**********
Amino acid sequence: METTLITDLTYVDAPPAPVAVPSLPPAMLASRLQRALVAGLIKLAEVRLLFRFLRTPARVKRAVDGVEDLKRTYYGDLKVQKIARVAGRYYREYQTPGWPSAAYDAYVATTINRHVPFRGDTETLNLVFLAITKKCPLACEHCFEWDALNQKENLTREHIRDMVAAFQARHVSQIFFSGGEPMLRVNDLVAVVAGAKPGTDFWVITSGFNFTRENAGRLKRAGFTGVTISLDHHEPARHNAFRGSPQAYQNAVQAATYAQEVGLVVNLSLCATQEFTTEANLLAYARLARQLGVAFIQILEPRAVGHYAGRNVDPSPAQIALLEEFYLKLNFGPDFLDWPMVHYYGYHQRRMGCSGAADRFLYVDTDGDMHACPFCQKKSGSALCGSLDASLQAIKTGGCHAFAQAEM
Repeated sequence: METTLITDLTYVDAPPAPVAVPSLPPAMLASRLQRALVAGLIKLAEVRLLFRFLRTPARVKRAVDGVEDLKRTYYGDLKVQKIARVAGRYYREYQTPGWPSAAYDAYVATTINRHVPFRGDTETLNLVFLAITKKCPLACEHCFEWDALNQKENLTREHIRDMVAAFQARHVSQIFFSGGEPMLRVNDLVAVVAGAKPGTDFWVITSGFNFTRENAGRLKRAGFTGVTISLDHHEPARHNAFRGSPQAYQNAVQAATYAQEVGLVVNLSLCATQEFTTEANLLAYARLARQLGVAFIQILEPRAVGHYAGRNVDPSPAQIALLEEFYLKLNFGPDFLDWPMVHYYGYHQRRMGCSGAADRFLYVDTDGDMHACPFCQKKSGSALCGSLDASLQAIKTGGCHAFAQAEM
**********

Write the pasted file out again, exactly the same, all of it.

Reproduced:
Amino acid sequence: METTLITDLTYVDAPPAPVAVPSLPPAMLASRLQRALVAGLIKLAEVRLLFRFLRTPARVKRAVDGVEDLKRTYYGDLKVQKIARVAGRYYREYQTPGWPSAAYDAYVATTINRHVPFRGDTETLNLVFLAITKKCPLACEHCFEWDALNQKENLTREHIRDMVAAFQARHVSQIFFSGGEPMLRVNDLVAVVAGAKPGTDFWVITSGFNFTRENAGRLKRAGFTGVTISLDHHEPARHNAFRGSPQAYQNAVQAATYAQEVGLVVNLSLCATQEFTTEANLLAYARLARQLGVAFIQILEPRAVGHYAGRNVDPSPAQIALLEEFYLKLNFGPDFLDWPMVHYYGYHQRRMGCSGAADRFLYVDTDGDMHACPFCQKKSGSALCGSLDASLQAIKTGGCHAFAQAEM
Repeated sequence: METTLITDLTYVDAPPAPVAVPSLPPAMLASRLQRALVAGLIKLAEVRLLFRFLRTPARVKRAVDGVEDLKRTYYGDLKVQKIARVAGRYYREYQTPGWPSAAYDAYVATTINRHVPFRGDTETLNLVFLAITKKCPLACEHCFEWDALNQKENLTREHIRDMVAAFQARHVSQIFFSGGEPMLRVNDLVAVVAGAKPGTDFWVITSGFNFTRENAGRLKRAGFTGVTISLDHHEPARHNAFRGSPQAYQNAVQAATYAQEVGLVVNLSLCATQEFTTEANLLAYARLARQLGVAFIQILEPRAVGHYAGRNVDPSPAQIALLEEFYLKLNFGPDFLDWPMVHYYGYHQRRMGCSGAADRFLYVDTDGDMHACPFCQKKSGSALCGSLDASLQAIKTGGCHAFAQAEM